I can relate to the feelings of not belonging, I strongly felt that way in the beginning. I listened to the stories, and judged myself to be “not that bad.” Then I went home and allowed my addiction to progress, I continued the behaviors that had me searching for an answer in the rooms of AA, and as a result life got worse, not better. Finally, when I hit my personal bottom, and ran out of options, I gave the meetings a real try. It took time, and attending a lot of meetings when I didn’t want to, but I came to find out I am just like everyone there, and their simple 12 steps really could improve my life.
I also found out that “normal drinkers” never think about being normal drinkers, and the fact that I do, means I am not!
Back to school after a 4 day weekend… enough said!
Being deeply loved by someone gives you strength, while loving someone deeply gives you courage. -Lao Tzu
Oddly enough, I learned this prayer at an Ash Wednesday mass. Here is a new version of the time-honored Serenity Prayer:
A New Serenity Prayer
God, grant me the serenity
to accept the people I cannot change,
which is pretty much everyone,
since I’m clearly not you, God.
At least not the last time I checked.
And while you’re at it, God,
please give me the courage
to change what I need to change about myself,
which is frankly a lot, since, once again,
I’m not you, which means I’m not perfect.
It’s better for me to focus on changing myself
than to worry about changing other people,
who, as you’ll no doubt remember me saying,
I can’t change anyway.
Finally, give me the wisdom to just shut up
whenever I think that I’m clearly smarter
than everyone else in the room,
that no one knows what they’re talking about except me,
or that I alone have all the answers.
grant me the wisdom
to remember that I’m
In a time of emotional angst, I was driving in the car, and asked God for inspiration. The third song I flipped to was Help Is On Its Way by The Little River Band. Once again, Amazing!
The best time to hold your tongue is the time you feel you must say something or bust. -Josh Billings
You know, for the life of me, I don’t know if this character defect has anything to do with my being an alcoholic, because it dates back to my earliest memories. It’s probably tied in somewhere, and, at the end of the day, does it really matter? It’s something I have struggled with all my life, and I could probably recount a dozen examples of it in the past year alone, so clearly I am going to struggle with it in recovery.
When something happens in the world around me about which I have strong feelings, then I have an extremely difficult time letting it go (friends and family reading this are either laughing or rolling their eyes at this exact moment). When I strongly feel like I know the better way, the right way, it feels like I am a pressure cooker, and if I don’t convince you of the perfect solution, I am going to blow my top.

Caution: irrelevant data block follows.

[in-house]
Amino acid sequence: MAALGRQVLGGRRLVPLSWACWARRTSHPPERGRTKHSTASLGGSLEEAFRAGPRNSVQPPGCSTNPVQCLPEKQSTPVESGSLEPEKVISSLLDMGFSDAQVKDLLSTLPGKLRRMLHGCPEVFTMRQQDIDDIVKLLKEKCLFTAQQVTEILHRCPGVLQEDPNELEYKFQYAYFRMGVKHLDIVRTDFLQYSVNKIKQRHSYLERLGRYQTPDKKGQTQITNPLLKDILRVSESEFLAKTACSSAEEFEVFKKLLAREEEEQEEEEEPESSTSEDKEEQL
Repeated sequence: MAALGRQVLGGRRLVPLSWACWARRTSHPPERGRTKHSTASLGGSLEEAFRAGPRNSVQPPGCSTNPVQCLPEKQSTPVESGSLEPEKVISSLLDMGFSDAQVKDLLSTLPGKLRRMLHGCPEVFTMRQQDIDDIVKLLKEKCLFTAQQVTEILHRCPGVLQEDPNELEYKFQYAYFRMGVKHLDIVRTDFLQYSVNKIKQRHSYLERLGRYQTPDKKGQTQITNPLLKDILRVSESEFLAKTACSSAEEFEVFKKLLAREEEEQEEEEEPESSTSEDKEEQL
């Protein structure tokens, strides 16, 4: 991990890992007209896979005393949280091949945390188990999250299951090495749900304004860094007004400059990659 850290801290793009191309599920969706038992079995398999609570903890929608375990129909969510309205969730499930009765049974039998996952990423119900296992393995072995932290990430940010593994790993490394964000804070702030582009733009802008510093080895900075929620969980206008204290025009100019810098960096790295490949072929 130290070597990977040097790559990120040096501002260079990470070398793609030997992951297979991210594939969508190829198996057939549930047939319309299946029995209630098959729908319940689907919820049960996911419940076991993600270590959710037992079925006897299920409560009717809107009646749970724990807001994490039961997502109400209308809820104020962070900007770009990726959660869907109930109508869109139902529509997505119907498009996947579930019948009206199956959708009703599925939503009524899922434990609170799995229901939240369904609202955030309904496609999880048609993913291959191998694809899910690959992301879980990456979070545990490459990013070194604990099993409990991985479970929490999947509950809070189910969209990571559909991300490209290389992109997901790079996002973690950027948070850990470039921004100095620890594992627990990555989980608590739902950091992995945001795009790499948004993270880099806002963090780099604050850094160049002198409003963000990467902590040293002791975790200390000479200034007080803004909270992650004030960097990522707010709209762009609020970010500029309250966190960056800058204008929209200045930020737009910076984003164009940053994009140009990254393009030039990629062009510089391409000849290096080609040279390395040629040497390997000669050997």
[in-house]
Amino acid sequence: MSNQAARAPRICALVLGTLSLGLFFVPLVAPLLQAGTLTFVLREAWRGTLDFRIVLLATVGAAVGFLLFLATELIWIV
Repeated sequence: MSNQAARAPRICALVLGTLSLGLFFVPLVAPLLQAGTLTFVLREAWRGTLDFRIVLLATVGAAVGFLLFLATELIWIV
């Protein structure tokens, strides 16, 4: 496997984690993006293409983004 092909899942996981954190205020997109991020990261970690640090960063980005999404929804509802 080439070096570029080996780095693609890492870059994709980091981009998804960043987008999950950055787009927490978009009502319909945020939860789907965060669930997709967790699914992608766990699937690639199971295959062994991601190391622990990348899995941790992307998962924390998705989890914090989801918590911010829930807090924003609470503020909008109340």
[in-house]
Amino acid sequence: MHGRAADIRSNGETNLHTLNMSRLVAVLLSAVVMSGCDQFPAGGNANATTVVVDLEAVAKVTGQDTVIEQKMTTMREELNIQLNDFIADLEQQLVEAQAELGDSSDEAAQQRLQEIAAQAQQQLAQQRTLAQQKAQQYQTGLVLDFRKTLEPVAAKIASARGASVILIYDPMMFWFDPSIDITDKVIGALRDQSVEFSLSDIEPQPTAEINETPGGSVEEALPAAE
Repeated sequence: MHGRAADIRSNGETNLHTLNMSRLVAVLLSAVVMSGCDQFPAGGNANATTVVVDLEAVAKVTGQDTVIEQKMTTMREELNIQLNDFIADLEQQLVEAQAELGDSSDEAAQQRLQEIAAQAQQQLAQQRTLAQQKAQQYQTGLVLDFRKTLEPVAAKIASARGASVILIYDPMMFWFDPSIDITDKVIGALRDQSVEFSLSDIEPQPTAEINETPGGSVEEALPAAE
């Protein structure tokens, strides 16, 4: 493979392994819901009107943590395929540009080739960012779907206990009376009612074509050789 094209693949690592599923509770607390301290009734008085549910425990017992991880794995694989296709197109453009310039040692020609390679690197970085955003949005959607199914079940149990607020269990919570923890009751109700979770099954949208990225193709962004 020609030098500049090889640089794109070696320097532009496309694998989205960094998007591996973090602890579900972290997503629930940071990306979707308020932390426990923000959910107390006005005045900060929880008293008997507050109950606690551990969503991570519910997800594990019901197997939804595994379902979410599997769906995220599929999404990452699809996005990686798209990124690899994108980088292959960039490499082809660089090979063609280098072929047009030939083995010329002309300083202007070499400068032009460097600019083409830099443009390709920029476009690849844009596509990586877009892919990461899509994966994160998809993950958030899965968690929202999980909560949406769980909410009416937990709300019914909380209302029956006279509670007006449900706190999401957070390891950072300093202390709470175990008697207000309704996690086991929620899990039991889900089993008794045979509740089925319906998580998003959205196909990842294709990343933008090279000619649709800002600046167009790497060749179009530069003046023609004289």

Last week, I wrote about the troubles my son is experiencing with his fourth grade teacher. This is just one of several really good examples of this kind of emotion. Every time he comes home with another outrageous story, my blood boils, and I want to go into the school and rip this woman a new one. Important note: I do NOT let my son know this, and I ALWAYS instruct him to look at his own behavior in any given situation. I am not so far gone that I believe his stories are the only version of the truth, and I am quick to speak to him about the choices he makes during the day. But the point of this example is how I am feeling inside, and recognizing it as a pattern in my life.
Last night was my daughter’s basketball game. This post would run on forever if I went into detail, but I will sum it up by saying there were a number of issues about which I would like to express my opinion, and subsequent feelings like the ones I described above. The follow-up discussion my husband and I had this morning did nothing to decrease the pressure in my pressure cooker. Why can’t everyone just think exactly like I do? Wouldn’t the world run so much better?
In case you missed it, that last line was laced in self-deprecating sarcasm.
Here’s what recovery has taught me about this character defect. First, that it is a character defect. That my feelings on any given subject are far from fact, and other people’s opinions are actually as valid as my own, if not more so.
Second, and much more important: when I remind myself what is in my power to control (my thoughts, my feelings, and my actions), and what is not (the rest of the universe), my life becomes a lot more serene, and the balloon in my chest deflates.
So that’s the progress. Next goal: reminding myself of these facts in a speedier time frame!
Helping my son bring to life a really creative Valentine’s gift for his classmates (I will take a picture when I am done and post it, I am really impressed with his ingenuity on this one!